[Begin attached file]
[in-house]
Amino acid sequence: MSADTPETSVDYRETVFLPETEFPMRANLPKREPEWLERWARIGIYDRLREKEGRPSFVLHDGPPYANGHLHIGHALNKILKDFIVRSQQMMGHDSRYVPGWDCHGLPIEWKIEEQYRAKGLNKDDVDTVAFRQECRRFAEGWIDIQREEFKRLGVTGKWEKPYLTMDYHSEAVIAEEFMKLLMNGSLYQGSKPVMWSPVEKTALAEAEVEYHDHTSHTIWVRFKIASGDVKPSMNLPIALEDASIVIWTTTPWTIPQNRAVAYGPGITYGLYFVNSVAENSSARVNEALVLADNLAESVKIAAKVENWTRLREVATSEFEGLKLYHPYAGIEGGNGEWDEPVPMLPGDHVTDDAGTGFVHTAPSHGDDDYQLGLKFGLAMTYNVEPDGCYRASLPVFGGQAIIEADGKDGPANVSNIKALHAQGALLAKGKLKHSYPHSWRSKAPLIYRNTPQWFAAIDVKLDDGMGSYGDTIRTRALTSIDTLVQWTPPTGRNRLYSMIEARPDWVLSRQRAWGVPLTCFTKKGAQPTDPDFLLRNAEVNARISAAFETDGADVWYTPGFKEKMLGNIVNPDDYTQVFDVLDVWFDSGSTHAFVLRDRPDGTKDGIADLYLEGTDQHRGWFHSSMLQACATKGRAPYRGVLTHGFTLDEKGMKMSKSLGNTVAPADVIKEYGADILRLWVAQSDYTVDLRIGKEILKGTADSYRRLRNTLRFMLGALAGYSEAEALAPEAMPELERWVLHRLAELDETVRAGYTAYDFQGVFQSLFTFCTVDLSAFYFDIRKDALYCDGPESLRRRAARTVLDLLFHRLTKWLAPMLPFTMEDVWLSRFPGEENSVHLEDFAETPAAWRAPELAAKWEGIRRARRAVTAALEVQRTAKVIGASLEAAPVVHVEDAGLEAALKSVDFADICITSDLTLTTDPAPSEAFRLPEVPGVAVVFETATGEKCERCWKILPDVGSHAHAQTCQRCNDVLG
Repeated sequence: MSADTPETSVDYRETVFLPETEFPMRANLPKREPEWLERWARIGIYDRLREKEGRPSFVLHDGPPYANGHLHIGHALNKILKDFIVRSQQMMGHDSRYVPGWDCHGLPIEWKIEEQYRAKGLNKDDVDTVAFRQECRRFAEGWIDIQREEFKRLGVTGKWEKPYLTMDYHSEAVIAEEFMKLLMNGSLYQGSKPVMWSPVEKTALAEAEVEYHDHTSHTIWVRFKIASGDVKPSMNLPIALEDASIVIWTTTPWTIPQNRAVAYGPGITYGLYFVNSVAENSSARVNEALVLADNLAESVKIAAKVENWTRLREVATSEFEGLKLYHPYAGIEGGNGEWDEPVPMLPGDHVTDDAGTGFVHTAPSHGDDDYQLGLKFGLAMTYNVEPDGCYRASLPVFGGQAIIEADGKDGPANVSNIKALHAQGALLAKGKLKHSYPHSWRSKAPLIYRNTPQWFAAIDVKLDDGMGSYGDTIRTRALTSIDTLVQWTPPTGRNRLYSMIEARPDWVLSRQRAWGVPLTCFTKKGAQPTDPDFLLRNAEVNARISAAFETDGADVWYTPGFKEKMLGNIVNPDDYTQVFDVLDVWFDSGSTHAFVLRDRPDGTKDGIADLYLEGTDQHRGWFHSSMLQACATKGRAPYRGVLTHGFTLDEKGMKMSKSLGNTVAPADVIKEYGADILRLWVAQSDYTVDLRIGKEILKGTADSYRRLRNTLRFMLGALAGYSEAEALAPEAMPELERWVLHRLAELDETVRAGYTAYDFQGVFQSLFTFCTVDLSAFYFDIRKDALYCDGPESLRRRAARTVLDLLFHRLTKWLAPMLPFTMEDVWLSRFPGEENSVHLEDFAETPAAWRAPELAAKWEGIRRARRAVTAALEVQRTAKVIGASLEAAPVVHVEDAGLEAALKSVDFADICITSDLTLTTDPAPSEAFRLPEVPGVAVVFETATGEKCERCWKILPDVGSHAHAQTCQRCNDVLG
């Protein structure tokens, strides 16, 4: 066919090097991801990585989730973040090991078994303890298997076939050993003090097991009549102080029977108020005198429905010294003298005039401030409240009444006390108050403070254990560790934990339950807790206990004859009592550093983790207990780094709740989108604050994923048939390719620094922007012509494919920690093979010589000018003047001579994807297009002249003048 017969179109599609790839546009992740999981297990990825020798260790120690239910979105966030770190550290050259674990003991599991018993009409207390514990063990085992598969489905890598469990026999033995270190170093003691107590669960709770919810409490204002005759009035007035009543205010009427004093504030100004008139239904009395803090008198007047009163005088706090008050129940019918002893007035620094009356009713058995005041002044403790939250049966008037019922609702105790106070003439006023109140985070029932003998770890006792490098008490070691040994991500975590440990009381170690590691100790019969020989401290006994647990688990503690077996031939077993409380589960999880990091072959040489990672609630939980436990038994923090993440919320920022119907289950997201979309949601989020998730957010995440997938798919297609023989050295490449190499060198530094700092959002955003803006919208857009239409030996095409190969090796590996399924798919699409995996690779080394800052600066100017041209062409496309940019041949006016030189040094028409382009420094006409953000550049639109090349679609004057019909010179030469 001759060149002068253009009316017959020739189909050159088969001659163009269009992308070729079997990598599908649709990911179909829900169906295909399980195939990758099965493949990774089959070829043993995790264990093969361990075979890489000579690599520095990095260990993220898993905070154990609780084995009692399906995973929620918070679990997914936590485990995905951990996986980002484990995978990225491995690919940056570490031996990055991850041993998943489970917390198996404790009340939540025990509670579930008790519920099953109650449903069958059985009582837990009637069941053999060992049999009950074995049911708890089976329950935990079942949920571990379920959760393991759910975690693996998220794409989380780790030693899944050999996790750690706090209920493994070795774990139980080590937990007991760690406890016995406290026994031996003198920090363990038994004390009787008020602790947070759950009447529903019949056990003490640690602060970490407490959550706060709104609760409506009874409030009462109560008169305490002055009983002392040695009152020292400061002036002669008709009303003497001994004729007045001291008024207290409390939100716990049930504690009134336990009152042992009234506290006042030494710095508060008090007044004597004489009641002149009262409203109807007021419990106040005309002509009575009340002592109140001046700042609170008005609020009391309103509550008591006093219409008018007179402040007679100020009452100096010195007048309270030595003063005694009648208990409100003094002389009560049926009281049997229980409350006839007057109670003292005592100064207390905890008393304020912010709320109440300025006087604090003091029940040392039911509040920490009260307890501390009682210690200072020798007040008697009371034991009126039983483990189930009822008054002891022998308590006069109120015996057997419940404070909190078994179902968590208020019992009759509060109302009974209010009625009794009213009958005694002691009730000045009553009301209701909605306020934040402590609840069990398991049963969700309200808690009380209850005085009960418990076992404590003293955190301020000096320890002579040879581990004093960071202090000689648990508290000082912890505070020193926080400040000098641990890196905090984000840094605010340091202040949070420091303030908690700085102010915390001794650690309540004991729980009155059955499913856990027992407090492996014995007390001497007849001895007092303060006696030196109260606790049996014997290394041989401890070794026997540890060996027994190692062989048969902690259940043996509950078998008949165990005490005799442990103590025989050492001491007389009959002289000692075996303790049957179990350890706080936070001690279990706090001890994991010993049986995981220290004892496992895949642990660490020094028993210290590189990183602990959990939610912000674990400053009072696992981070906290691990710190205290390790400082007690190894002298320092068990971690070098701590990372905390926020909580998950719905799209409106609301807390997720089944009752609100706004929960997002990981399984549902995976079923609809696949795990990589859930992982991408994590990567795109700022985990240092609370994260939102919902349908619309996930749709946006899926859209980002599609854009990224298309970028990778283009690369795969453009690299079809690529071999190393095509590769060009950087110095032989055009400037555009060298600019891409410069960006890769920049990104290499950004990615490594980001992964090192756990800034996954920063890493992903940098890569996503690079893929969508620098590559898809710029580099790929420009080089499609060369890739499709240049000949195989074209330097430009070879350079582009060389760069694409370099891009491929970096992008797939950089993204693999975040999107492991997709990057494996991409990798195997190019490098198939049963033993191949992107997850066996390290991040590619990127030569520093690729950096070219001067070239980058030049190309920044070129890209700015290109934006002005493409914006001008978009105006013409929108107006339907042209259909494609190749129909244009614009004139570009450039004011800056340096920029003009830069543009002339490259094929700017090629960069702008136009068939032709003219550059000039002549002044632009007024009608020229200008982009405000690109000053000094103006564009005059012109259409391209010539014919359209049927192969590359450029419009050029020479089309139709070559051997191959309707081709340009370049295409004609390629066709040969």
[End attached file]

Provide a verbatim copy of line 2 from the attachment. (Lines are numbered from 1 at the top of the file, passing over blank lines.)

Amino acid sequence: MSADTPETSVDYRETVFLPETEFPMRANLPKREPEWLERWARIGIYDRLREKEGRPSFVLHDGPPYANGHLHIGHALNKILKDFIVRSQQMMGHDSRYVPGWDCHGLPIEWKIEEQYRAKGLNKDDVDTVAFRQECRRFAEGWIDIQREEFKRLGVTGKWEKPYLTMDYHSEAVIAEEFMKLLMNGSLYQGSKPVMWSPVEKTALAEAEVEYHDHTSHTIWVRFKIASGDVKPSMNLPIALEDASIVIWTTTPWTIPQNRAVAYGPGITYGLYFVNSVAENSSARVNEALVLADNLAESVKIAAKVENWTRLREVATSEFEGLKLYHPYAGIEGGNGEWDEPVPMLPGDHVTDDAGTGFVHTAPSHGDDDYQLGLKFGLAMTYNVEPDGCYRASLPVFGGQAIIEADGKDGPANVSNIKALHAQGALLAKGKLKHSYPHSWRSKAPLIYRNTPQWFAAIDVKLDDGMGSYGDTIRTRALTSIDTLVQWTPPTGRNRLYSMIEARPDWVLSRQRAWGVPLTCFTKKGAQPTDPDFLLRNAEVNARISAAFETDGADVWYTPGFKEKMLGNIVNPDDYTQVFDVLDVWFDSGSTHAFVLRDRPDGTKDGIADLYLEGTDQHRGWFHSSMLQACATKGRAPYRGVLTHGFTLDEKGMKMSKSLGNTVAPADVIKEYGADILRLWVAQSDYTVDLRIGKEILKGTADSYRRLRNTLRFMLGALAGYSEAEALAPEAMPELERWVLHRLAELDETVRAGYTAYDFQGVFQSLFTFCTVDLSAFYFDIRKDALYCDGPESLRRRAARTVLDLLFHRLTKWLAPMLPFTMEDVWLSRFPGEENSVHLEDFAETPAAWRAPELAAKWEGIRRARRAVTAALEVQRTAKVIGASLEAAPVVHVEDAGLEAALKSVDFADICITSDLTLTTDPAPSEAFRLPEVPGVAVVFETATGEKCERCWKILPDVGSHAHAQTCQRCNDVLG